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Interesting Topic Lean Manufacturing Concepts - Is 'Lean' hype?

Is 'Lean' hype?


  • Total voters
    61
  • Poll closed .
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Ernst Kong

#91
I hate those consultant-turned-promoter-of-lean but i'm a supporter of the concept, and benefit from it.

Here's some quick feedback to your points:-

1] Improving capital equipment is a good thing.
2] Unschedule down-time. Let's face it, u only take away the buffer little by little , through Kaizen, noone is suggesting u do it overnight, and St. Loius is a relatively safe place to manufacturer compare with Japan.
3] The directors do it with/without lean, why blame lean?
4] Non-value added inspection, I know u've been hurt badly on this issue, but hey, the transition from full inspection to sampling to elimination of inspection is not a bad thing, it was simply implement incorrectly (as in your case).
5] Exactly. The little red button that stop production does just that - make sure every bit of dust is exposed from under the carpet, isn't that great? Again, implementation is the key.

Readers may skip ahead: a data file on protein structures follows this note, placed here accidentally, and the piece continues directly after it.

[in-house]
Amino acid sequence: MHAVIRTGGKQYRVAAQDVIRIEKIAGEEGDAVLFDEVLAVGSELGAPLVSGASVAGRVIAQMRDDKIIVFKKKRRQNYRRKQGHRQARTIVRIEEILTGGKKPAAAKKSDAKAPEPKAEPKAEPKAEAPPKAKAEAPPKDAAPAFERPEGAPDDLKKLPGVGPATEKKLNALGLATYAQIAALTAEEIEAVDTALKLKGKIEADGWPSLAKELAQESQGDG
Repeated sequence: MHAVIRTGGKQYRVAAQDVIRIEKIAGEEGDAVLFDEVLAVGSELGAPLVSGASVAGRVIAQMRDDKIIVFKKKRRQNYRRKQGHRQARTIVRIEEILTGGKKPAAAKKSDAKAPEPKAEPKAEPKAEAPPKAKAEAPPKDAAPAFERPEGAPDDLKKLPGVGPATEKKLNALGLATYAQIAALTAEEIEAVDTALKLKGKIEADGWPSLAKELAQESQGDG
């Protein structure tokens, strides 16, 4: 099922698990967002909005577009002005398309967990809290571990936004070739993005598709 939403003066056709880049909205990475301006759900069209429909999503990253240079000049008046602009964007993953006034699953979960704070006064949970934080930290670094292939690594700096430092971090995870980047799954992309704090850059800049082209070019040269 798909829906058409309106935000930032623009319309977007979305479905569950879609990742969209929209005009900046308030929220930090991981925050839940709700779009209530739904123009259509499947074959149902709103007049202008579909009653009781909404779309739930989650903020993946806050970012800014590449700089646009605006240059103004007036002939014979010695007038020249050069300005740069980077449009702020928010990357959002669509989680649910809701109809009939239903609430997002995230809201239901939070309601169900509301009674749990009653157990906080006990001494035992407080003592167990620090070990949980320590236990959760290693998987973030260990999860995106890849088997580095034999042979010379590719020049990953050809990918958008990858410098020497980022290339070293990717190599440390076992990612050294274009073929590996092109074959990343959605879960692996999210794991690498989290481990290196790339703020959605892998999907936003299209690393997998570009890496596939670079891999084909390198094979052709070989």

6] Lean does not increase sales, it merely make sure customer is satisfied, with fewer defects, with better engineering ,which in turn ensure 73% of Toyota owner would buy another Toyota.
 

Bev D

Heretical Statistician
Staff member
Super Moderator
#92
Yep. This is the problem I have with most LEAN programs. (Remember, I am a charter member of the Lean Division of American Society for Quality.)

For too many companies, the opening salvo is: "We will reduce employee count!"

In fact, the ideal is to expand sales and production to gainfully employ all employees, not shrink the workforce.
I am going to ignore the NEAT thing...
however, what we do find is that almost all companies that "implement lean methods" with the intention of reducing headcount as a primary benenfit fail at the implementation. Lean isn't about reducing heads; it really is intended to grow productive headcount as the business grows. BUt we see this kind of failure with any overhyped underimplemented program - be it Deming philosophies, ISO, Six Sigma whatever. it's the fault of the implementation and the motivation - not the methodology that fails.